The Third Circuit Court of Appeals overruled a district court’s reading of an exception into §1681s-2(b) of the Fair Credit Reporting Act (FCRA) that would allow a furnisher discretion to refuse to investigate an indirect dispute it deems frivolous or irrelevant. Instead, the Third Circuit held that a furnisher must investigate even frivolous indirect disputes — disputes submitted by a consumer first to a consumer reporting agency (CRA) that are then transmitted by the CRA to the furnisher. A copy of the decision can be found here.
As background, the plaintiff alleged he discovered on his consumer report that a fraudulent account with a cable company had been opened in his name. The plaintiff directed his counsel to file a direct dispute with the cable company requesting that it investigate and report the account to the CRAs as disputed. The cable company responded by requesting the plaintiff to provide several supporting documents. The plaintiff did not provide the documents and the account was referred to a collection agency and reported to the CRAs as delinquent. The plaintiff then disputed the account with the CRAs. The CRAs forwarded the dispute to the cable company for investigation. The collection agency received the indirect dispute, updated the plaintiff’s address in the system, and confirmed the account name and social security number, but did not investigate the fraud claim. The plaintiff contended that based on the account notes and the collection firm’s testimony, the investigation of the plaintiff’s dispute lasted for 13 seconds. The plaintiff filed suit alleging the investigation was inadequate under FCRA as well as asserting claims under the Fair Debt Collection Practices Act.
The district court granted summary judgement in the defendants’ favor holding that the collection agency had no duty to investigate the plaintiff’s indirect dispute because the plaintiff failed to provide the additional information previously requested. Reviewing the district court’s decision de novo, the court of appeals disagreed that such an exception existed under the FCRA for furnishers’ investigations of indirect disputes.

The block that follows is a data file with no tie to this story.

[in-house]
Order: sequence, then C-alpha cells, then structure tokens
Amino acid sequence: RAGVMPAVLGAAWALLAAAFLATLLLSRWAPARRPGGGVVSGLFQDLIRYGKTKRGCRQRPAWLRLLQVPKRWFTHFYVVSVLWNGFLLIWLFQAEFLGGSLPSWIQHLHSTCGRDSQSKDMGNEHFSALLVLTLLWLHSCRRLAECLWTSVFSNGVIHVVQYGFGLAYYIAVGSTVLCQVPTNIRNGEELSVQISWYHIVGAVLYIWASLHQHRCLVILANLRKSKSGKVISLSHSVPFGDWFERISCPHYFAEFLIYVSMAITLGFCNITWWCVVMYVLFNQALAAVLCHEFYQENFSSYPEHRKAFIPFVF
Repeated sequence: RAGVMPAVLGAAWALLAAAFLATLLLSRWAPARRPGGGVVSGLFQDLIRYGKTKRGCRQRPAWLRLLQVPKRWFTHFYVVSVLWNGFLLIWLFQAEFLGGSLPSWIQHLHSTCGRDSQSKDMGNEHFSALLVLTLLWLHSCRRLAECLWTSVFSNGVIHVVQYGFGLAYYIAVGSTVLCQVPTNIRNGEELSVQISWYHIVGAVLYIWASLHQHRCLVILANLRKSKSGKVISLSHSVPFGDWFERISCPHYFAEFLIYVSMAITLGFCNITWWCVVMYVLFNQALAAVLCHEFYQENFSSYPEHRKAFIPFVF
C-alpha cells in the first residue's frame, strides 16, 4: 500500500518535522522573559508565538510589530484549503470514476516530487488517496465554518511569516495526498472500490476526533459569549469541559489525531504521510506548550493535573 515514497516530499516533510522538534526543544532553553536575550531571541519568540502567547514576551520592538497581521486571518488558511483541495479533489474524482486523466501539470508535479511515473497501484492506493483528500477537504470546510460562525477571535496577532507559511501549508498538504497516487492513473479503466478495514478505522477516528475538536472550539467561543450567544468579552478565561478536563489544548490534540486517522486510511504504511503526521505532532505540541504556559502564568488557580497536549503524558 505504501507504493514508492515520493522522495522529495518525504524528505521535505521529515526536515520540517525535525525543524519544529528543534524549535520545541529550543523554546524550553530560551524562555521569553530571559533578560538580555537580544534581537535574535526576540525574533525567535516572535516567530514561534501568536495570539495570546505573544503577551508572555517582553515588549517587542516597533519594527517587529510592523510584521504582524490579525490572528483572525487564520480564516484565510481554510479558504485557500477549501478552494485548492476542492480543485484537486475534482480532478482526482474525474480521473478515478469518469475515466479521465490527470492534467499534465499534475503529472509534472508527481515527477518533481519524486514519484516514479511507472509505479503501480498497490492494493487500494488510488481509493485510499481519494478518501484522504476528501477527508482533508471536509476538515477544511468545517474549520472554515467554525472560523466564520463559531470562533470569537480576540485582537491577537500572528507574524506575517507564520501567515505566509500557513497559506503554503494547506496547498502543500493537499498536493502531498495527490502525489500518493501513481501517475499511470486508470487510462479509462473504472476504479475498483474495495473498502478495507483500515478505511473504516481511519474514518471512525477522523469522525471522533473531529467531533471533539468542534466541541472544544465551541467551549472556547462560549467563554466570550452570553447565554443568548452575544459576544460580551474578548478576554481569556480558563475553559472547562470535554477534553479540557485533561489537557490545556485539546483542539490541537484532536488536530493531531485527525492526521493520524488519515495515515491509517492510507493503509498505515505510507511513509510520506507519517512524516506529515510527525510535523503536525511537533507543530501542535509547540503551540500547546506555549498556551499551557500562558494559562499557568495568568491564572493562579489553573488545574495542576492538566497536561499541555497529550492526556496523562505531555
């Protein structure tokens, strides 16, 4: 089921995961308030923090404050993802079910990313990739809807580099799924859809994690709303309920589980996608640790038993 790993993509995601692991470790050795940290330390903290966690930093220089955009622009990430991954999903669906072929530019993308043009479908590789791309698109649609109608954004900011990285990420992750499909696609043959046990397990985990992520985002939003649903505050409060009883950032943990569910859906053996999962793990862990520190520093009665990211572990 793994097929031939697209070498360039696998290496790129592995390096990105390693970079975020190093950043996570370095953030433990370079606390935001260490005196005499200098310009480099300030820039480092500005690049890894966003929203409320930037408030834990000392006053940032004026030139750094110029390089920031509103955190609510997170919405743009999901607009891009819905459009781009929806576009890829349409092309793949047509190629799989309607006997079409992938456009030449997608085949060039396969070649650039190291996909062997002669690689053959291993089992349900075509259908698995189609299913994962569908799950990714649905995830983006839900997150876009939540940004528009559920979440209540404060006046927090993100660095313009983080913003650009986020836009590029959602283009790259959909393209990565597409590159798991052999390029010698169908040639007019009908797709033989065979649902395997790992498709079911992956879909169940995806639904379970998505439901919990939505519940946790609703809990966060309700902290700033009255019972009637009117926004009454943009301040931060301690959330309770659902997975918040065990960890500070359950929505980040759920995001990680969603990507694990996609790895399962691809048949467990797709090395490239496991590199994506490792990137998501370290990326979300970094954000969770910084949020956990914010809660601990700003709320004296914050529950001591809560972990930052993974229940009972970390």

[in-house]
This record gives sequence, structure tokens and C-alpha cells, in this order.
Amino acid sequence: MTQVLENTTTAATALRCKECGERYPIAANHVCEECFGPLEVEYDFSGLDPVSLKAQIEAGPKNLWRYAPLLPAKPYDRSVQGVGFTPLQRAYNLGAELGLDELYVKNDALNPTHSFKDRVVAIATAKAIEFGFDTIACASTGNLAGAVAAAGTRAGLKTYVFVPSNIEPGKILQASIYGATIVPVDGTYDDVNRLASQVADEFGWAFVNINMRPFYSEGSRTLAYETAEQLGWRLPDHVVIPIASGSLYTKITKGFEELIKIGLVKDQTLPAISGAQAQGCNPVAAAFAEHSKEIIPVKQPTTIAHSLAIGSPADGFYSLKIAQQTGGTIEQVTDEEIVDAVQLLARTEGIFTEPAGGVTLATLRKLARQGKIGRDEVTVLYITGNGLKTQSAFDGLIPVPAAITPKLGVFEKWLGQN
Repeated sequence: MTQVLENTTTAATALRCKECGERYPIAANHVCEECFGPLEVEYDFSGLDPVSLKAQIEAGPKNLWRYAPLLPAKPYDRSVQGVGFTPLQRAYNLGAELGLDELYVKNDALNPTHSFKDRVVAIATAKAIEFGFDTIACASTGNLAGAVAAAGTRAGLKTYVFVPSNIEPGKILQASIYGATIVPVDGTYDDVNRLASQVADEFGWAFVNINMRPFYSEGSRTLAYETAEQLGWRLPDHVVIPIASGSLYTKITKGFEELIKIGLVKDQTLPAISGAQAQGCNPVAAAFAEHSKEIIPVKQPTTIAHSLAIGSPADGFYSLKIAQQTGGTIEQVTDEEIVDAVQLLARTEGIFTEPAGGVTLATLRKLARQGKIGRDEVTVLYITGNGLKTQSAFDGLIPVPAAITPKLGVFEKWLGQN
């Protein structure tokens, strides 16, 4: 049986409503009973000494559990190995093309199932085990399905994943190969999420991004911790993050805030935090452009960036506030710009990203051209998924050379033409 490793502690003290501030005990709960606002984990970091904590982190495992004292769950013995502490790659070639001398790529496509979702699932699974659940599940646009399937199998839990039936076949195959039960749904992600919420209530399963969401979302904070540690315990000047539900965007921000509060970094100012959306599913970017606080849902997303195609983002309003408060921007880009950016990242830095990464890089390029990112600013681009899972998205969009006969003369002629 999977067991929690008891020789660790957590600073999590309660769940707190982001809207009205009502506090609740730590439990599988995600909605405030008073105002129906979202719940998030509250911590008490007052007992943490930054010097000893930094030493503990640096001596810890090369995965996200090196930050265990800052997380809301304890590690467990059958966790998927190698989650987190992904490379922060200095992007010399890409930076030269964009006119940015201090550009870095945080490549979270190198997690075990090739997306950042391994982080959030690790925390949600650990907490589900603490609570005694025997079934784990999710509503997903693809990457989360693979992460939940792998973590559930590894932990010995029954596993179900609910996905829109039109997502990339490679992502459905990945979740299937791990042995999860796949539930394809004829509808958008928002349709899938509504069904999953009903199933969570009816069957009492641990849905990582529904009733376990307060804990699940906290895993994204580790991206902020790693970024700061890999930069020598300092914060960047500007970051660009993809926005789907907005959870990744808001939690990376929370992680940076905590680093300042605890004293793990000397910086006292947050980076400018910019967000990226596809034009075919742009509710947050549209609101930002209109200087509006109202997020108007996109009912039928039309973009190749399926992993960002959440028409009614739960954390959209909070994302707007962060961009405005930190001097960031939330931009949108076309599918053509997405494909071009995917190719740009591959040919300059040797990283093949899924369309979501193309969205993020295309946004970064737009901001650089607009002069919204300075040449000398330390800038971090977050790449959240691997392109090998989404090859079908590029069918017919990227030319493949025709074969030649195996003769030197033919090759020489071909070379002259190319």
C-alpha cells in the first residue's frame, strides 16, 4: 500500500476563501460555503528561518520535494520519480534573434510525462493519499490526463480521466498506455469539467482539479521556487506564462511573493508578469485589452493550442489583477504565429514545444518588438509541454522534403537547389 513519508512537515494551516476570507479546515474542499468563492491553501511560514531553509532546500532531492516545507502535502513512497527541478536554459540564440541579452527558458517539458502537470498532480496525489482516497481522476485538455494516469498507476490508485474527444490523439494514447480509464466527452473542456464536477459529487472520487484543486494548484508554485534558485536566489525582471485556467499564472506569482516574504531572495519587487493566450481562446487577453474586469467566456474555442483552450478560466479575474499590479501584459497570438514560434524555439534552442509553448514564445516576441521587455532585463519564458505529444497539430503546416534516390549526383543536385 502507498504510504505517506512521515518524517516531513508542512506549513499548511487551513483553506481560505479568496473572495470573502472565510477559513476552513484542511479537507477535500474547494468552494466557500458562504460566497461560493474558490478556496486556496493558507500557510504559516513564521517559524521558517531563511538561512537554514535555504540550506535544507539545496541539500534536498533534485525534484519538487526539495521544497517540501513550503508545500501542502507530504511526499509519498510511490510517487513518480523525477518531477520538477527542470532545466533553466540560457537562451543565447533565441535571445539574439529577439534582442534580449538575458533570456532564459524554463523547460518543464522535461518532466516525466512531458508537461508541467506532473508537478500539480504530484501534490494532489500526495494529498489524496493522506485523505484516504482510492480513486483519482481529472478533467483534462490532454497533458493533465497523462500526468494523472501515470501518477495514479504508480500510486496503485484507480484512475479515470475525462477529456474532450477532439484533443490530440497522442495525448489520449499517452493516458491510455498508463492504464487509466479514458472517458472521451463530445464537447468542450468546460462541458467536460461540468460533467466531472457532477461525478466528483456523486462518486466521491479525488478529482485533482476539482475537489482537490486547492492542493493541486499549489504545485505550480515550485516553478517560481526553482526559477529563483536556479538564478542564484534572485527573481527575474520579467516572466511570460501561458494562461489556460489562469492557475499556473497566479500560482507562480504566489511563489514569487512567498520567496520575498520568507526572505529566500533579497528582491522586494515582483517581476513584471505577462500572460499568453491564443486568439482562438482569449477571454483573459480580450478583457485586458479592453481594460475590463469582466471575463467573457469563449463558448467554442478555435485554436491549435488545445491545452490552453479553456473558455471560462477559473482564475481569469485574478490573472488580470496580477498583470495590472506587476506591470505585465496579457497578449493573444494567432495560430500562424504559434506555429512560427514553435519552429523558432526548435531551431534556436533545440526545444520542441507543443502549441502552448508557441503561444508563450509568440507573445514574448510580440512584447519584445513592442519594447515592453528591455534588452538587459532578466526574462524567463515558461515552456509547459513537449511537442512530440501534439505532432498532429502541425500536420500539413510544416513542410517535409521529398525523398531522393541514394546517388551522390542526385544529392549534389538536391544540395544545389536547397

The plaintiff’s position was supported by an amicus brief submitted by the Consumer Financial Protection Bureau and Federal Trade Commission. The regulators argued that the court should reject the district court’s exception holding that furnishers need not investigate frivolous indirect disputes because the statutory language requires furnishers to investigate all indirect disputes — arguing that Congress would have written in an exception for frivolous disputes if they intended to include one. The amicus brief claimed that the FCRA already protects furnishers from frivolous disputes by allowing CRAs to determine whether a dispute is frivolous prior to notifying a furnisher.
Under § 1681s-2(b) of FCRA, after receiving notice of an indirect dispute from a CRA, the furnisher must investigate the disputed information, review all relevant information provided, and report the results of the investigation to the CRA. The court of appeals found that, unlike direct disputes, the FCRA does not provide an exception for furnishers to decline to investigate indirect disputes deemed to be frivolous:
The FCRA is not ambiguous on this point. It expressly states that if a [CRA] ‘reasonably determines that [an indirect] dispute . . . is frivolous or irrelevant,’ it is not required to continue with its investigation. 15 U.S.C. § 1681i(a)(3)(A). Similarly, when a furnisher receives a direct dispute, the FCRA clearly provides that the furnisher is not required to investigate so long as it ‘reasonably determines that the dispute is frivolous or irrelevant.’ Id. § 1681s-2(a)(8)(F)(i). The statute is structured such that, in these parallel provisions, the party that first receives the dispute from the consumer retains explicit discretion to discontinue its investigation should the consumer’s dispute appear frivolous or irrelevant. Meanwhile, Section 1681s-2(b), which governs ‘duties of furnishers of information upon notice of a dispute’ from a [CRA], charges furnishers with a duty to investigate indirect disputes forwarded to them by the agencies, without providing for any similar exception.
The court of appeals found that enforcing the FCRA according to its terms would produce “no unreasonable results.” For direct disputes, furnishers can perform a preliminary review for frivolousness. As for indirect disputes, Congress provided a “filtering mechanism” by setting up the CRAs to terminate their investigation of a dispute if they reasonably determined it was frivolous or irrelevant. For these reasons, the court of appeals concluded that the collection agency had a duty to investigate the plaintiff’s indirect complaint, regardless of his purported failure to supplement with additional information, or the fact that he had previously submitted a direct dispute that had been deemed frivolous. The court reversed the district court’s grant of summary judgment to the defendants and remanded the case for evaluation of the reasonableness of the collection agency’s investigation into the plaintiff’s indirect dispute under the FCRA.
While the court ultimately sided with the plaintiff’s position on the furnisher’s obligation to investigate all indirect disputes, it stated in a footnote that it declined to comment on the argument that a CRA has no duty to notify a furnisher of an indirect dispute that the CRA has deemed frivolous. In other words, while the court recognized that an indirect dispute deemed frivolous by a CRA pursuant to § 1681i(a)(3)(A) may abrogate the CRA’s responsibility to investigate further, the court declined to opine on whether that determination also abrogated its responsibility to forward the indirect dispute to a furnisher pursuant to § 1681i(a)(2).